explain the discovery after the fact. Second, the author uses several fictional characters (atleast four) to make his points, but the reader would have to red the footnotes or the
bibliography to learn that they were not real people. This may be the norm in a certain new kind of writing, but it is not a good thing in a book about the apprehension of reality. Third,as a philosopher pointed out to the author, the first two-thirds of the book uses narrative,mostly in the form of anecdotes, to fight narrative. Taleb's defense is that "You need astory to displace a story" .
While I agree with those who found the book stimulating, I fault the author most for
his values. He pretends to deplore the unfairness of the world: "I find writing these lines
painful; I find the world revolting" . Don't you believe it. He is having a wonderful time telling his stories of his own success and pulling the beard of so many eminent academicians. While he deplores "epistemic arrogance" in others, personal arrogance is his trademark as many reviewers have noted. He scorns the dull suits who go to offices every day and apply the rules strictly. He prefers his imaginary "Fat Tony" who has no office,works out of restaurants and makes a fortune in real estate. This is not particularly important, as Taleb likes to play the gadfly, and shrugs off being shown up by those like his philosopher friend who pointed out that he was using narrative to fight narrative.
Overall, Nassim Nicholas Taleb is convincing about the unpredictable nature of our lives and of the folly of complacency in thinking that we can avoid this. He rightly points out some serious weaknesses in the way we try to look ahead and back.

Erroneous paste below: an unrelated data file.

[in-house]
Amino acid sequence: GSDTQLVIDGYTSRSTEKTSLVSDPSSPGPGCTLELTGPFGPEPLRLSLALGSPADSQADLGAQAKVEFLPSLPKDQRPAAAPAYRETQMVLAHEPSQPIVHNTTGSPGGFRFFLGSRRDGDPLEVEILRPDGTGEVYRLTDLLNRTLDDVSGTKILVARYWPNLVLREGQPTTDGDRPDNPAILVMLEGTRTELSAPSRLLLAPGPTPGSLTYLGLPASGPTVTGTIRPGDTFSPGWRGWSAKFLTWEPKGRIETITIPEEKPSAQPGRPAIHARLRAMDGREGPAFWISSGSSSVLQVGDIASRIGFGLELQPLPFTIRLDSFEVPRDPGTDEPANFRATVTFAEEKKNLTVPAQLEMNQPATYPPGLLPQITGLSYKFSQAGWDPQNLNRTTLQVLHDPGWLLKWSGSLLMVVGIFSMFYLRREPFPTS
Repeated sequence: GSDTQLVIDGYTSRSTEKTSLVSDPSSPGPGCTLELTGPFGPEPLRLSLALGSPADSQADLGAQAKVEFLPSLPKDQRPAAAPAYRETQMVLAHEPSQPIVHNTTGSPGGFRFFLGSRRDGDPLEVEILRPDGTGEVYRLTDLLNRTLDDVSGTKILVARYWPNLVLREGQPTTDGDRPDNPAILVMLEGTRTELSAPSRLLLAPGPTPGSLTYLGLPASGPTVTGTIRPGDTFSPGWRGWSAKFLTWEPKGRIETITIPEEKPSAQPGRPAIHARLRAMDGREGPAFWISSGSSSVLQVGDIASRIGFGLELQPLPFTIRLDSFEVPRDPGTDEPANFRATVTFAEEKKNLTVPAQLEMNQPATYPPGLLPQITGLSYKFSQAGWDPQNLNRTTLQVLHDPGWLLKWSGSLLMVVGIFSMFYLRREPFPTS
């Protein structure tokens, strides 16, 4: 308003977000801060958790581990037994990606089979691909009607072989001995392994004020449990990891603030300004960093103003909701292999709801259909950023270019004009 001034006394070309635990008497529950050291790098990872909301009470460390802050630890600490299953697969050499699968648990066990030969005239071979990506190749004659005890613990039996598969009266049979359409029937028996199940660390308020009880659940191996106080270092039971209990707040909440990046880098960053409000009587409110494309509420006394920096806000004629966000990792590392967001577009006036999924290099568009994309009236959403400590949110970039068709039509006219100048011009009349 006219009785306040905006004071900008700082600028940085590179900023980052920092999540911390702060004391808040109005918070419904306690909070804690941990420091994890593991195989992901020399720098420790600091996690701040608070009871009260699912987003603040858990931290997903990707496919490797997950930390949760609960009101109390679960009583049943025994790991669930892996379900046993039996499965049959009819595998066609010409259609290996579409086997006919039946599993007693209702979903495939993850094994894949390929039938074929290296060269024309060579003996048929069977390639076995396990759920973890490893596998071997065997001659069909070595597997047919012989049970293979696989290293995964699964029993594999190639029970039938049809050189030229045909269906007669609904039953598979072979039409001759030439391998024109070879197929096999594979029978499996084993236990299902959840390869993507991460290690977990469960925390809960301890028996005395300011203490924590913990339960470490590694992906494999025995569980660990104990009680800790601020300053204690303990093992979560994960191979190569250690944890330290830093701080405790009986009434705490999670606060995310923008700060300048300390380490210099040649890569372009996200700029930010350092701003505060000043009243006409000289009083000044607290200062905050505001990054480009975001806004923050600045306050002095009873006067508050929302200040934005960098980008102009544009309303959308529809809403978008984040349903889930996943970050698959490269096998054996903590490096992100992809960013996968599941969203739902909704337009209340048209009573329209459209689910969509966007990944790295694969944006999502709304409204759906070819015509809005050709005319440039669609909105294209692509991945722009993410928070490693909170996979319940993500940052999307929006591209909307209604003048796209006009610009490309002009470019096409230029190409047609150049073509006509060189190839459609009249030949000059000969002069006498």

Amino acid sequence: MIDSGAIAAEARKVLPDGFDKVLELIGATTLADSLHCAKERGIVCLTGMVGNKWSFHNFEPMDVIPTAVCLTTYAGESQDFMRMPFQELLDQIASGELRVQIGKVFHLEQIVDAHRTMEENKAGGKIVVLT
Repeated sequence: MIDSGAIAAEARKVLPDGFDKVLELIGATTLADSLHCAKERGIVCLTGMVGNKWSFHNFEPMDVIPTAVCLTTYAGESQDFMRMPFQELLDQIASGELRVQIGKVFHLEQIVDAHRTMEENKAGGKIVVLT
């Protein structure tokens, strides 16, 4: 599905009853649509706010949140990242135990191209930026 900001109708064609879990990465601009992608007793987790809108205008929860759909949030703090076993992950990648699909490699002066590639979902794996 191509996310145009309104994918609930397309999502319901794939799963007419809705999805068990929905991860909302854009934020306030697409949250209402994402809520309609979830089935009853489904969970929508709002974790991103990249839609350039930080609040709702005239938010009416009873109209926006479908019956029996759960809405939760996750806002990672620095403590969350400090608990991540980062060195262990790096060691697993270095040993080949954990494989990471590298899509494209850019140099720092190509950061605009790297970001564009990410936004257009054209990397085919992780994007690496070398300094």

Prepare a 500 words write-up on "My Dream Organization".
MY DREAM ORGANISATION
Every human being has some dream in life, which varies from person to person. I also have a dream about my organization where I am going to work. I would like to join organization which is well established, well equipped, reputed, ideal, that opens a golden gate towards my career ,I have been dreaming of.
Beside the above traits I want my organization to be socially responsible. It has to look after the social growth and social acceptance from the society as well, because without it ,it wont be considered as organization. There is old saying "an organization is not what which makes millions, an organization is that which million makes" . I truly believe in this saying because without the involvement of society, no organization can move to the next level at any stage of its life.
Another most important thing that my organization should have is that the manager of my organization should be humorous and friendly. It not only attracts employee's attention but also avoid employees from falling asleep during their work time.